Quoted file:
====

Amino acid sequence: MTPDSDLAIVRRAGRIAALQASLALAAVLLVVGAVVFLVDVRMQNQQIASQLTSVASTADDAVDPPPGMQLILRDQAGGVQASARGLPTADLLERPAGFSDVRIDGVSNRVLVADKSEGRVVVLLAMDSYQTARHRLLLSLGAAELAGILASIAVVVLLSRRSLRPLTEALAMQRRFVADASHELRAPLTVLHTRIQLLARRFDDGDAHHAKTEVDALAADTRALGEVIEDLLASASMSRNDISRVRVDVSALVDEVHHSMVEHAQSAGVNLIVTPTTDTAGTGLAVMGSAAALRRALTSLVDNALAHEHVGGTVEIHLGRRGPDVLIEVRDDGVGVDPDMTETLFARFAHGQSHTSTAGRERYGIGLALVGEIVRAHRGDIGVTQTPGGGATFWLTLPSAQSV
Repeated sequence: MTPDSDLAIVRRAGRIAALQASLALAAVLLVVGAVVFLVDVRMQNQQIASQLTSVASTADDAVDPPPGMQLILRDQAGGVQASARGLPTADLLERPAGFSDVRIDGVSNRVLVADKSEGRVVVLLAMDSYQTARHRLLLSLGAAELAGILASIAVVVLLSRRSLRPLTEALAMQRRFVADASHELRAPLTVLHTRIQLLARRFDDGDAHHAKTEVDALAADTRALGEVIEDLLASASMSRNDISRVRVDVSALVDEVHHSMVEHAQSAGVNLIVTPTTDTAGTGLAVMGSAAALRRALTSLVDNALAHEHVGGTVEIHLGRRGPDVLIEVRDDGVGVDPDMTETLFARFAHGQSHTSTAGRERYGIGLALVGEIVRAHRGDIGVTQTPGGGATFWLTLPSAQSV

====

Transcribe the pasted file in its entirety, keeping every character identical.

Amino acid sequence: MTPDSDLAIVRRAGRIAALQASLALAAVLLVVGAVVFLVDVRMQNQQIASQLTSVASTADDAVDPPPGMQLILRDQAGGVQASARGLPTADLLERPAGFSDVRIDGVSNRVLVADKSEGRVVVLLAMDSYQTARHRLLLSLGAAELAGILASIAVVVLLSRRSLRPLTEALAMQRRFVADASHELRAPLTVLHTRIQLLARRFDDGDAHHAKTEVDALAADTRALGEVIEDLLASASMSRNDISRVRVDVSALVDEVHHSMVEHAQSAGVNLIVTPTTDTAGTGLAVMGSAAALRRALTSLVDNALAHEHVGGTVEIHLGRRGPDVLIEVRDDGVGVDPDMTETLFARFAHGQSHTSTAGRERYGIGLALVGEIVRAHRGDIGVTQTPGGGATFWLTLPSAQSV
Repeated sequence: MTPDSDLAIVRRAGRIAALQASLALAAVLLVVGAVVFLVDVRMQNQQIASQLTSVASTADDAVDPPPGMQLILRDQAGGVQASARGLPTADLLERPAGFSDVRIDGVSNRVLVADKSEGRVVVLLAMDSYQTARHRLLLSLGAAELAGILASIAVVVLLSRRSLRPLTEALAMQRRFVADASHELRAPLTVLHTRIQLLARRFDDGDAHHAKTEVDALAADTRALGEVIEDLLASASMSRNDISRVRVDVSALVDEVHHSMVEHAQSAGVNLIVTPTTDTAGTGLAVMGSAAALRRALTSLVDNALAHEHVGGTVEIHLGRRGPDVLIEVRDDGVGVDPDMTETLFARFAHGQSHTSTAGRERYGIGLALVGEIVRAHRGDIGVTQTPGGGATFWLTLPSAQSV